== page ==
Headed up to Mio for the Fourth of July weekend. I really was hoping for some interesting shots this weekend but all weekends can't turn out the way we plan or hope for. Friday started out with the vocal sounds of the Great Crested Flycatcher and kin. It really was nice seeing them still flying in and out of the bird house. The next bird on the scene was a Rose Breasted Grosbeak male, shortly followed by an immature female. That was pretty much the bird sightings for the day. Later went fishing in the Ausable where across the river were ten female Hooded Merganser frollicking in the water and then later sitting on a log close by. The sunset o the river was beautiful but unfortunately the mosquitoes were hungry and made enjoying the view a little impossble.
Saturday morning the Flycatchers were no where to be seen, in fact all of the birds were no where to be seen. A single White breasted Nuthatch sought out seed from the feeder and then disappeared. Took a ride over to the Kirkland Warbler Wildlife Refuge and drove around some of the trails. Saw the Kirland Warbler flying but of course when they landed they didn't land where you could get a photo or two. So for the time being (until next year when they do the guided tours again) I will have to settle for seeing them in flight - who knows maybe I'll get lucky. Later took the canoe down the Ausable River to do some fishing and of course there were birds everywhere and I with no camera.
Sunday brought a single Black-capped Chickadee and that was pretty much it for the day. If it wasn't for the butterflies and the chipmunks I probably wouldn't have taken a shot of anything. I had a couple of cooperative subjects and I did take full advantage of them. The two most cooperative subjects were a Red-spotted Purple and a Little Wood Satyr (to the right).

Well that was my weekend, although rather uneventful - it was a quiet and beautiful weekend none the less. Til my next post.

Thursday, July 3, 2008

In Memory of Nutmeg - 1992-2008

Today - June 20th I had to make a decision that has left me empty and broken hearted. Today I put my companion of 16 years to her rest. Nutmeg came to me when she was 8 weeks old. She was a little ball of orange fur whose tail was so long that when she laid down she could wrap her tail around her and still touch her butt with the tip. She would sleep along side me with my arm wrapped around her for the 16 years of her life. Her purring at night was relaxing and seem to make problems lighten so I could fall asleep. She definitely had a calming affect. She was with me through a divorce, a move into a new house. She comforted me when my mom passed away and then my dad. She has always greeted me at the door when I came home and yelled at me when her litter box needed cleaning. Nutmeg was diagnosed with Diabetes last January and needed two shots a day. She started out at one unit twice a day but in the last six months she's needed 15 units twice a day. In the past couple of months she developed problems with having a bowel movement and needed to have enimas within a month apart and an anal extraction in between. There were options to consider but to see her go through all of this just didn't seem fair and there were no promises that this would cure the problem. So with all my love and a broken heart I made the decision to put her to rest. She is now in a better place and no more discomfort. She will be missed more than anyone can ever imagine.I will always love you Nutmeg.With all my heart, Mommy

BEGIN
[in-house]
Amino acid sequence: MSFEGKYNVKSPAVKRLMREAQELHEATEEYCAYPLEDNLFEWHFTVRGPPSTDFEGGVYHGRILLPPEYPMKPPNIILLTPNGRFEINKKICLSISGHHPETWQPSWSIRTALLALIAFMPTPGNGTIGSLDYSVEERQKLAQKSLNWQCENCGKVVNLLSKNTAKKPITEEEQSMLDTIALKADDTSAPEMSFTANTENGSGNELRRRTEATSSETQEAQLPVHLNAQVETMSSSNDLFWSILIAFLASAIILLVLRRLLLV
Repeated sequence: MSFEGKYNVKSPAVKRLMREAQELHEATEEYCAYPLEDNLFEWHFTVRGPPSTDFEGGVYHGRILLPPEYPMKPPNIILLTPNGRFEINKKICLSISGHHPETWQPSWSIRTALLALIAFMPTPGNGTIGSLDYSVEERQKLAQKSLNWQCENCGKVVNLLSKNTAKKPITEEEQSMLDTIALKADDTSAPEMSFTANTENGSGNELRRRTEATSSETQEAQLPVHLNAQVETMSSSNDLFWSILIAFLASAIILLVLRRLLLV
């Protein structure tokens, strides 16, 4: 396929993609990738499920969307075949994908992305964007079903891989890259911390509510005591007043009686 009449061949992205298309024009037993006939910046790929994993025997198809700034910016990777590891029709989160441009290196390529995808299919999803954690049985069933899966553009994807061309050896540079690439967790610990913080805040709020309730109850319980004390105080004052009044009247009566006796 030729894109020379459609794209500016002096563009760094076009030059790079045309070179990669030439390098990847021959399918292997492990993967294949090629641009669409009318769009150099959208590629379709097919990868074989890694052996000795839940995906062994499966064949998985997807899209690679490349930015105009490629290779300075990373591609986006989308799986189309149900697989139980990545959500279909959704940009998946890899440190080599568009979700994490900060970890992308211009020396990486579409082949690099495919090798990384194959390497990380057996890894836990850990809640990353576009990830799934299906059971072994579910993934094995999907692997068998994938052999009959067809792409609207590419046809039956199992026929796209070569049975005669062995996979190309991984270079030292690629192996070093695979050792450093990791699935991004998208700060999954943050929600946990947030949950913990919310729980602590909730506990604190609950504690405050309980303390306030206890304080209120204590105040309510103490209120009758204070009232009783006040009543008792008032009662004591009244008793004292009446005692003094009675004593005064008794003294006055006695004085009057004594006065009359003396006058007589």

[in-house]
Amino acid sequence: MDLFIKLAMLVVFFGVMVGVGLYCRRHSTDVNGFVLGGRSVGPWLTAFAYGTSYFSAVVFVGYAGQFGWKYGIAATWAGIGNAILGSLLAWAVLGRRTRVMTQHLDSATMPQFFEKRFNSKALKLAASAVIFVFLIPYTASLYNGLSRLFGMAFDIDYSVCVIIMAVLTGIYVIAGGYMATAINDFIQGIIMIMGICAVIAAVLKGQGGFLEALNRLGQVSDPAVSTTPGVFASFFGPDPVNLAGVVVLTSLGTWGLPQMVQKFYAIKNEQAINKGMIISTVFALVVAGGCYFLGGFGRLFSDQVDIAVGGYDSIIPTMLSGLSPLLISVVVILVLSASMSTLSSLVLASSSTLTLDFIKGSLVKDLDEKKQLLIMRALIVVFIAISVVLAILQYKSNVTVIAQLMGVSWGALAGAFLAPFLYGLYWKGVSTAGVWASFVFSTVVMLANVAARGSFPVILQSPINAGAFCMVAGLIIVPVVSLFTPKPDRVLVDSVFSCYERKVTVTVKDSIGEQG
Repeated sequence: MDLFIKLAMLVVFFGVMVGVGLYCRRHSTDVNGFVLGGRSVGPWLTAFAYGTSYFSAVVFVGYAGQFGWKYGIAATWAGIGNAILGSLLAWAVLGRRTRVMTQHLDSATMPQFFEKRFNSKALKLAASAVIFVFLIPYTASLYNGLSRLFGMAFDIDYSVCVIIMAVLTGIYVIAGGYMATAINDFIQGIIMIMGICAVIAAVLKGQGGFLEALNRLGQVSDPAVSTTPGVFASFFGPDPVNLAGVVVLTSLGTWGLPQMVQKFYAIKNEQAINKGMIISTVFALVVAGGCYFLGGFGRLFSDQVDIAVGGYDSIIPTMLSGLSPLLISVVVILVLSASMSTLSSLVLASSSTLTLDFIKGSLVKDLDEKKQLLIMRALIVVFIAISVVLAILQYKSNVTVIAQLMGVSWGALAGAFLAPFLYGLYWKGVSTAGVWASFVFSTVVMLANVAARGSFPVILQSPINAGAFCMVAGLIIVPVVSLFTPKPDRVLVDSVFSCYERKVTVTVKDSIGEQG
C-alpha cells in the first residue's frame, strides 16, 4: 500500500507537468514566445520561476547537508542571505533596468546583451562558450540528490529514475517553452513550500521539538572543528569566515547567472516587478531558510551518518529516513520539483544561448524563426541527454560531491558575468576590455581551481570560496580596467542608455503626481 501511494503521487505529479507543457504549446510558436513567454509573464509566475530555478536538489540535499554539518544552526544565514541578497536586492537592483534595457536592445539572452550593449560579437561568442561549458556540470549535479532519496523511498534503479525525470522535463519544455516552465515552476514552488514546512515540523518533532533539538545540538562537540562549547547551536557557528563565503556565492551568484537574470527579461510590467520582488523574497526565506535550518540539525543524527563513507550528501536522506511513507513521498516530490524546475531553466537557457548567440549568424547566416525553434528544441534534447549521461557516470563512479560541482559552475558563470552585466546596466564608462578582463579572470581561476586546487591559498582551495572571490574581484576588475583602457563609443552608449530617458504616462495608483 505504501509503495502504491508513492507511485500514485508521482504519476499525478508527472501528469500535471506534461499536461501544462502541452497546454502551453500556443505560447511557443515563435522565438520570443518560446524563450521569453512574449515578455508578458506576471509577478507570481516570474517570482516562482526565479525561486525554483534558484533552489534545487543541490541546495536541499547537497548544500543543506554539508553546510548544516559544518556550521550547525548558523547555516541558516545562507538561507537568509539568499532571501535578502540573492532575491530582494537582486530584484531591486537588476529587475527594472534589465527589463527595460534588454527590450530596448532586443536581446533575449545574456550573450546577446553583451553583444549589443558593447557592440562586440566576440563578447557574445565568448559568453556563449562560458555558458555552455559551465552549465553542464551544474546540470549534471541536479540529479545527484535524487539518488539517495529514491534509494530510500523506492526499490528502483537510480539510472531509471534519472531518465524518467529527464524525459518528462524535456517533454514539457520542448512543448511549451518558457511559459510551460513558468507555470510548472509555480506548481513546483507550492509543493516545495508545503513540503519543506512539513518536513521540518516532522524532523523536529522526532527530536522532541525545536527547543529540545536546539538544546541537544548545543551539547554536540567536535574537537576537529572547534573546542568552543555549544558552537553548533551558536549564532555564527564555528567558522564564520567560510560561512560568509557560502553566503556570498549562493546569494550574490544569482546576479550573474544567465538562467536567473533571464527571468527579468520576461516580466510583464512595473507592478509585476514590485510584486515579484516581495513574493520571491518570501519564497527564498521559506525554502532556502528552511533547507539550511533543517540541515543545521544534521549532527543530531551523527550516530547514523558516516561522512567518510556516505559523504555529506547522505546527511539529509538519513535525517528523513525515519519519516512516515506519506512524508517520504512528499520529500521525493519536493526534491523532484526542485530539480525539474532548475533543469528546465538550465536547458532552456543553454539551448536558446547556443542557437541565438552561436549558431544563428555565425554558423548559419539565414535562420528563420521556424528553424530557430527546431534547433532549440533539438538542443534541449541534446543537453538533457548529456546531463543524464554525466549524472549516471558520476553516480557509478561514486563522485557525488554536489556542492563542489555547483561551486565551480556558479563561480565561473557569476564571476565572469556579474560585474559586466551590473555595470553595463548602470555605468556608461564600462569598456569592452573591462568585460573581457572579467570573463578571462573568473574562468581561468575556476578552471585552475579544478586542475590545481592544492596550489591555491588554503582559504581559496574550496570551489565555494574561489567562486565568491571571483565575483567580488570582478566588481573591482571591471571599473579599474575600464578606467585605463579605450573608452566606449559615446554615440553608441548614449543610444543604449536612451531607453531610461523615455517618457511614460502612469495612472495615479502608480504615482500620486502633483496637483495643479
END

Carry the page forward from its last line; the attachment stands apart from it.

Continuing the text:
Wednesday, July 2, 2008

In Search of the Black-necked Stilt - July 2

Decided to take a run up to Pte Mouillee before the big weekend and before I head up north. Thought I'd give it a shot to see if I could see the Black-necked Stilts that I was lucky to get a photo of on the 15th of June. Weather isn't looking good and there is a chance of rain but as long as it was clear for a while I thought I'd give it a look. I took the path from Sigler Road and traveled between the Vermet unit and Long Pond, thought I'd have a better chance of seeing the stilts if they were indeed out there. In Long Pond there were quite a few of Green-winged Teals and in the Vermet Unit just behind there was a Common Snipe. In the distance of the Vermet Unit there are at least 2 dozen Caspian Terns and about a half dozen Black Terns, along with Cormorants and American Coots and a number of various ducks (sorry couldn't make them out). Weather started to kick in so I decided to ride back to my vehicle and call it a day. If tomorrow is any better may I'll give it one last shot. Til my next post.